Colorado College continues to dominate UW

first_imgJunior forward Mark Zengerle was the top returning scorer in the nation from last season but could miss several weeks.[/media-credit]No matter who is on the roster or what the stats sheet says, some teams simply know how to beat another team, time and again.The Wisconsin men’s hockey team (1-4-1, 1-2-1 WCHA) opened its home slate last weekend against precisely that kind of team – Colorado College (5-3-0, 2-0-0) – which always finds a way to best the Badgers.“Sometimes teams just have your number and I have no idea why,” senior forward Ryan Little said. “We’ve struggled with them ever since I’ve been here. If I knew why I would do everything in my power to change it. It’s just how it is right now.”Head coach Mike Eaves was unable to explain the phenomenon, especially given the extreme differences in the way the games played out Friday and Saturday.With plenty of emotion between the rink dedication to former Wisconsin head coach Bob Johnson and the home opener Friday night, the Badgers started out hot, netting two goals in the first period. But with a weak showing in the second, emphasized by a 17-7 difference in shots on goal in favor of CC, the Tigers tied things up 2-2.After a back-and-forth third period, the game went into overtime, where CC ended things quickly, scoring 25 seconds in for the 5-4 game-winner. The Badgers only managed 26 shots on goal to the Tigers’ 39.Saturday night was an entirely different affair. While both teams combined for nine goals in game one of the series, CC goaltender Joe Howe made 33 saves to keep UW off the board. Colorado College netted three goals off 22 shots on goal for a 3-0 game two decision and the series sweep – for the second season in a row.Last year, CC swept UW 4-2, 4-1 at home, and in 2010-11 it ended UW’s postseason run by winning the final two games of a best-of-three series in the first round of the WCHA playoffs. The last time the Badgers won a regular season matchup with the Tigers was Jan. 15, 2010, with a 4-0 decision in game one of a series in Colorado Springs, Colo.Bad breaksIf the results weren’t offensive enough for the Badgers, a Mark Zengerle broken finger adds yet another hurdle to the season.The Badgers opened the second period of game two short-handed, as Michael Mersch was serving an interference penalty that carried over from the first period. The top centerman blocked a shot with his hand, ultimately breaking his left index finger. He reportedly knew it was broken the second it happened and will miss four-to-six weeks.The Badgers need to find a way to fill in for Zengerle while he heals simply because it’s a tough blow to their offense. The Rochester, N.Y., native was the top returning scorer in the nation from last season, posting 13 goals and 37 assists in 2011-12 for 50 points and scoring a point in every game this season before the injury.“Losing a guy like Mark is a big impact on the team,” junior forward Tyler Barnes said. “He’s a great player, but we can’t worry about what we could or couldn’t do without him. He’s out for now.”“If we want to make a blanket statement, it makes it more difficult for us to score goals than it has been,” Eaves said. “… There’s going to be a hole there for a while.”Size mattersWhile Wisconsin didn’t give a consistent performance against Colorado College, that inconsistency was most noticeable in Friday night’s 5-4 overtime loss. With a strong first period, the Badgers didn’t keep up the pressure in the second and barely kept it up in the third.Eaves is not one to make excuses, but he did point out the Badgers’ unfamiliarity with their own home rink in game one’s postgame press conference, noting they have not played on the Bob Johnson Rink regularly since September and instead practice at the adjacent LaBahn Arena – their new practice rink.“I wouldn’t say that’s an excuse whatsoever,” sophomore defenseman Jake McCabe said. “Granted there is seven more feet on the width of the ice sheet but … our systems have to adapt to the different dimensions of the rink and we can’t use that as an excuse.”Follow Kelly on Twitterlast_img read more

Home draw for hurlers while footballers travel to Cavan

first_imgDublin v LaoisKilkenny v LimerickOffaly v WaterfordThe hurling qualifiers will be held next weekend.Meanwhile the Tipp senior footballers face a trip to Cavan for their Round 2B qualifier.The other pairings are:Wexford v MonaghanWestmeath v ArmaghCarlow v LeitrimThese games will take place on the weekend of 8th/9th July with the times, dates and venues to be confirmed later today. Tipperary will face Westmeath in Round 1 of the All Ireland hurling qualifiers.Michael Ryan’s side will have home advantage for next weekend’s game.The other pairings are: Photo © Tipperary GAAlast_img read more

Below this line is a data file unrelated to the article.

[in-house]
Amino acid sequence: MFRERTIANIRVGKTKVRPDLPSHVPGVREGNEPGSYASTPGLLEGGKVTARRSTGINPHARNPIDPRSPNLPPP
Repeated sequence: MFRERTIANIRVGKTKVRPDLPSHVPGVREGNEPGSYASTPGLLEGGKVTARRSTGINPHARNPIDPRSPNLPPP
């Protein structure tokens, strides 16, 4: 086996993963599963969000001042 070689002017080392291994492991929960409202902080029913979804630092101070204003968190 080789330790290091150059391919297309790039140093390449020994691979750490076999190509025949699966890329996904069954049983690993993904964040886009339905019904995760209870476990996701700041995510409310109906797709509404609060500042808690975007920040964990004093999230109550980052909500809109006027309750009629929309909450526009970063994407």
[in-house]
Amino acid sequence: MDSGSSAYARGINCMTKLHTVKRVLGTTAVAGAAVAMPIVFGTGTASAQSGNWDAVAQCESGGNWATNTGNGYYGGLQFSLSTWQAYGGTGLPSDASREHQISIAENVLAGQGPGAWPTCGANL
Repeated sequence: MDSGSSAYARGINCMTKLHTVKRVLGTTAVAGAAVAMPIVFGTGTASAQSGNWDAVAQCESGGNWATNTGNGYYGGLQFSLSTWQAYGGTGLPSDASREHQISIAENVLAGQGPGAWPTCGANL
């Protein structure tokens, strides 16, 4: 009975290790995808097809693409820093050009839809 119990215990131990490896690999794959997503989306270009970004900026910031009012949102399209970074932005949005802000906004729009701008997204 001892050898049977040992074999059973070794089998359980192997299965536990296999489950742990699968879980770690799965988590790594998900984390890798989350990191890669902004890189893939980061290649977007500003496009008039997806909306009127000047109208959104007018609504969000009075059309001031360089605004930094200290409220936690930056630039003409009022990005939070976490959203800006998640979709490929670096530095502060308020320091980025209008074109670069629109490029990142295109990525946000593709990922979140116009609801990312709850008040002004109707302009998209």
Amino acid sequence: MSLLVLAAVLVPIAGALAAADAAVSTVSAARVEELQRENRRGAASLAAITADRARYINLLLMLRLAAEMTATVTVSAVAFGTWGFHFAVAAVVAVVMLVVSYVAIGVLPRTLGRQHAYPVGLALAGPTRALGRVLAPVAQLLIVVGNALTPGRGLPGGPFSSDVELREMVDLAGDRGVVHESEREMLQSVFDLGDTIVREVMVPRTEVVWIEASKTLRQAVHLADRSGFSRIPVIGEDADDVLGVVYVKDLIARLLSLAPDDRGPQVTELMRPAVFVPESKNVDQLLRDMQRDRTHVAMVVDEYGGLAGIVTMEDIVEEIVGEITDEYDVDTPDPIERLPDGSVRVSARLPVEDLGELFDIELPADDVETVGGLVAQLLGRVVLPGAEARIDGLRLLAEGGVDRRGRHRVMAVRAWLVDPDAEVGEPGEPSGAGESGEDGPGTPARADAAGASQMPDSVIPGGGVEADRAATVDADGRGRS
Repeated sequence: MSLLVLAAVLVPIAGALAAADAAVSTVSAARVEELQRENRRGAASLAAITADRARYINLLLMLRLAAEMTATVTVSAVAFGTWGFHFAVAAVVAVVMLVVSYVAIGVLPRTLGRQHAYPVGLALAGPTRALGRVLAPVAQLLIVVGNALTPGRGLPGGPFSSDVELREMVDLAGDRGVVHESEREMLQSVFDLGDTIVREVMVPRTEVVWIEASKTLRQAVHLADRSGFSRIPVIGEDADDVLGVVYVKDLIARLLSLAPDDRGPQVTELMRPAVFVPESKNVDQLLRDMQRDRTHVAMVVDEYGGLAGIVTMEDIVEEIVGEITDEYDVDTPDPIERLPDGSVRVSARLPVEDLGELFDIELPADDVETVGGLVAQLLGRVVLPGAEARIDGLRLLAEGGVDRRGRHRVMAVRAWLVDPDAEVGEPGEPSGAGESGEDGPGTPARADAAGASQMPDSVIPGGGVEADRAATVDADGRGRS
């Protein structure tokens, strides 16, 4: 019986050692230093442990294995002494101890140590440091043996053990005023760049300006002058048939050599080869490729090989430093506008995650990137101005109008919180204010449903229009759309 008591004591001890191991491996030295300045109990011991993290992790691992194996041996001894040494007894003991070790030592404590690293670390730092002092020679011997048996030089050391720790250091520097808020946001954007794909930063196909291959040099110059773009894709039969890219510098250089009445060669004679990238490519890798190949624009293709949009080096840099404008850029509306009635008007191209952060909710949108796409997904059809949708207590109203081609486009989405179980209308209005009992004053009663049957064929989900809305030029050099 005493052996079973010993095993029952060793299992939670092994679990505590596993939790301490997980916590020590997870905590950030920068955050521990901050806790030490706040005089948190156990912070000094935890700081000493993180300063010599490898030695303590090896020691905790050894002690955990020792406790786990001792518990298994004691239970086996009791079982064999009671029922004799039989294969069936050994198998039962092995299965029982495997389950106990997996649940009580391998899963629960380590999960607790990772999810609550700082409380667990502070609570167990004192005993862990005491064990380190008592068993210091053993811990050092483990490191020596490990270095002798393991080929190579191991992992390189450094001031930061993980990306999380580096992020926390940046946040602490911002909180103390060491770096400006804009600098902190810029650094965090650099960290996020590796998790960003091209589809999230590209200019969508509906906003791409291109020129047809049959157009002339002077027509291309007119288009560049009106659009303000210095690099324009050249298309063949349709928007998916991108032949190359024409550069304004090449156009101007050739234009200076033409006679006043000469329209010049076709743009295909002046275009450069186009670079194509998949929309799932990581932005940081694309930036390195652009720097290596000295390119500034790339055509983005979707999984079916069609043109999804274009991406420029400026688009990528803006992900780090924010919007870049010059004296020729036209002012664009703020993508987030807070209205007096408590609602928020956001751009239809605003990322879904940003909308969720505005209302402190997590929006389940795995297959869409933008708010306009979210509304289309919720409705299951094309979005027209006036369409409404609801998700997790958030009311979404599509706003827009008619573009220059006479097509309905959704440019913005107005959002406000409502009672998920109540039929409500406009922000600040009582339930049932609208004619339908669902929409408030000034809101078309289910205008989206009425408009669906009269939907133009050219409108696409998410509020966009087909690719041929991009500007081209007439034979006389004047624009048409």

Hoornstra: The 2030 baseball season – download it today!

first_imgOf course, back then, it wasn’t uncommon to see a rookie play nine innings in a four-hour long game. Thankfully we’ve gotten time of game under control, and who even misses those final two innings anyway? Just don’t expect to see any rookies play the full seven today. The Protesters need to keep their youngsters’ service time under control. And thanks to a new rule this year, they can do that while putting their best players on the field every day. Service time will be accrued on a per-inning basis, so enjoy those first five innings, folks. The last two could get dicey as the Protesters empty their bench.Tonight’s sixth inning will be the TikTok America inning! We want to see your best TikTok video featuring you wearing your Protesters gear. Upload your video, use the hashtag #ProtestersBaseball – the “baseball” part is really important – and you’ll be automatically entered into our 2031 season ticket giveaway! We’ll be choosing one winner every sixth inning, 154 times a season. The Protesters will be wearing their home Thursday alternates today, the ones with two sponsor patches on each sleeve, but you can wear any old thing with a Protesters’ logo in your video. Good luck to all today’s contestants. TikTok America: where America pretends it can dance.Your chances of winning depend on the number of entrants. The Protesters’ chances of making the playoffs, on the other hand? Well, they went up again this offseason without lifting a finger. That’s because Major League Baseball increased the number of playoff teams yet again, from 16 to 24. Remember that MLB sent the winner of the American and National leagues directly to the World Series until 1969, then expanded from four to eight teams in 1995, then from eight to 10 in 2012, and from 10 to 16 in 2020.The 16-team postseason was supposed to be temporary, you might recall. But it was such a hit, it stuck around for another nine years! Now, with the regular season being trimmed from 162 to 154 games, that left room for yet another postseason round. Portland finished with a 70-92  record last year, but if a 24-team postseason had been in place, they would have been only two games out of a playoff berth. Imagine how much fun that will be at the end of another rebuilding season!As for me, I’ll imagine it from home. Your Portland Protesters will finish the regular season on the road, but the broadcasters are not traveling with the team in 2030 – another legacy reminder of that fateful 2020 season. Not to worry: all 50 camera angles available to the Official MLB Replay Booth, Presented by Warby Parker, are available here in our Stumptown Coffee Studios, which was recently outfitted with 6G wireless technology. What could we possibly miss? OK. Only one last item of business to check off before today’s first pitch, brought to you by Nordstrom*Sears*Macy*s. We’ll throw it down to pitcher Jimmy Stiles in the dugout. He’s starting for the Protesters on Sunday and, due to some staff budget cuts, he’ll be serving as our in-game reporter this season. He’s also the host of his own podcast, Stiles and Strikes, now available on Spotify. Subscribe to Stiles and Strikes, and don’t forget to rate and review today!Now Jimmy, we understand the National Virus Index has been declared Threat Level Orange today, so you’ll be required to wear a mask in the dugout just like the fans in the stands. That’s OK. Speak loudly and clearly into your Apple earpiece, and we’ll be on our way.Jimmy, take it away! Greetings from Publicly Funded Ballpark in Portland! I’m J.P. Hoornstra, and welcome to Opening Day of the 2030 season. The Portland Protesters are hosting the Los Angeles Angels of Orange County. So sit back, relax, and enjoy seven innings of baseball. Today’s Spotify broadcast is presented by Amazon Autonomous Vehicles. Amazon AV: let us drive responsibly when you don’t want to!The Protesters will have five rookies in their lineup today, more than any of the 32 teams taking the field on Opening Day. Portland’s lineup is predictably the youngest in baseball, with an average age of just 23. Their payroll is just barely above the salary floor. In fact, this was a major storyline throughout spring training: Can the Protesters get above the league-minimum floor, which was set at $99 million for the 2030 season? Then eight days ago, they signed their only free agent since the end of last season, Yasiel Puig, the Wild Horse, 39 years young. And so Portland becomes Puig’s 13th team in the past 11 years. If you can believe it, his past nine have all been as a non-roster invitee to spring training.Now Puig is the oldest active player in the game – a title he wrested from the Angels’ designated hitter tonight, Mike Trout. Trout will be batting cleanup, sitting on 650 career home runs. His 9-year-old son Beckham will be the Angels’ bat boy, sitting on zero home runs, but we’re looking forward to plenty from him someday. Something else we’re looking forward to? Today’s game is brought to you by “Star Wars: Ewoks,” opening in home theaters Friday.We’re a few minutes away from the first pitch presented by Nordstrom*Sears*Macy*s, but good seats still remain for this game. Take out your smartphone, open the Protesters app, reserve your seat, and retina scan your way through the turnstiles. Even if you can’t make it here today, those of you listening to this broadcast will hear the sounds of a sellout crowd. The ambient noise has been upgraded again for a new season, so you’ll be hearing the sounds of exactly 35,978 Portlanders – a capacity crowd at Publicly Funded Ballpark – whether you are here or not. Think about how far we’ve come since the infamous coronavirus season of 2020. Hard to believe it was only 10 years ago that some players actually preferred the sound of silence to the sound of digital crowd noise.center_img Newsroom GuidelinesNews TipsContact UsReport an Errorlast_img read more